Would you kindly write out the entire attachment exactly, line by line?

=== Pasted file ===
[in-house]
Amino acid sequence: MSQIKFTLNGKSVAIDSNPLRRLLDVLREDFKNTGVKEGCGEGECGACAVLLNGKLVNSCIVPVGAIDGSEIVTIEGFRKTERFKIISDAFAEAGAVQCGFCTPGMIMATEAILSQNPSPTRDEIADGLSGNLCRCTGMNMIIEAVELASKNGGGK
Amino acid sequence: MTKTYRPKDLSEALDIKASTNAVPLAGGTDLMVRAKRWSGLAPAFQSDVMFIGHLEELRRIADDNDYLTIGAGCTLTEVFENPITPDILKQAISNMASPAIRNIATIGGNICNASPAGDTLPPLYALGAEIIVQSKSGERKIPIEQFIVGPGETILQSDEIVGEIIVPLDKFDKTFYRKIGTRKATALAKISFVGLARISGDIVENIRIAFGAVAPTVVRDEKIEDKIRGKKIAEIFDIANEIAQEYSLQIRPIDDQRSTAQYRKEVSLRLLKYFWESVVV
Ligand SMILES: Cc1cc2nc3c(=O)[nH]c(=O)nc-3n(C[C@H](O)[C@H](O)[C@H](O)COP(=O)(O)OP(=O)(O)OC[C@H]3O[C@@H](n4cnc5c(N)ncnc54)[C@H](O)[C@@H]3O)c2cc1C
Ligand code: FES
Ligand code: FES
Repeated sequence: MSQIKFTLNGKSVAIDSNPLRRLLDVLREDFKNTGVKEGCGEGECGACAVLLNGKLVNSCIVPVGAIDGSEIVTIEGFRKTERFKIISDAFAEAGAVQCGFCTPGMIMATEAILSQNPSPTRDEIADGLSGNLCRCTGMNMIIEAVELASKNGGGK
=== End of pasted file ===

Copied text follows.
[in-house]
Amino acid sequence: MSQIKFTLNGKSVAIDSNPLRRLLDVLREDFKNTGVKEGCGEGECGACAVLLNGKLVNSCIVPVGAIDGSEIVTIEGFRKTERFKIISDAFAEAGAVQCGFCTPGMIMATEAILSQNPSPTRDEIADGLSGNLCRCTGMNMIIEAVELASKNGGGK
Amino acid sequence: MTKTYRPKDLSEALDIKASTNAVPLAGGTDLMVRAKRWSGLAPAFQSDVMFIGHLEELRRIADDNDYLTIGAGCTLTEVFENPITPDILKQAISNMASPAIRNIATIGGNICNASPAGDTLPPLYALGAEIIVQSKSGERKIPIEQFIVGPGETILQSDEIVGEIIVPLDKFDKTFYRKIGTRKATALAKISFVGLARISGDIVENIRIAFGAVAPTVVRDEKIEDKIRGKKIAEIFDIANEIAQEYSLQIRPIDDQRSTAQYRKEVSLRLLKYFWESVVV
Ligand SMILES: Cc1cc2nc3c(=O)[nH]c(=O)nc-3n(C[C@H](O)[C@H](O)[C@H](O)COP(=O)(O)OP(=O)(O)OC[C@H]3O[C@@H](n4cnc5c(N)ncnc54)[C@H](O)[C@@H]3O)c2cc1C
Ligand code: FES
Ligand code: FES
Repeated sequence: MSQIKFTLNGKSVAIDSNPLRRLLDVLREDFKNTGVKEGCGEGECGACAVLLNGKLVNSCIVPVGAIDGSEIVTIEGFRKTERFKIISDAFAEAGAVQCGFCTPGMIMATEAILSQNPSPTRDEIADGLSGNLCRCTGMNMIIEAVELASKNGGGK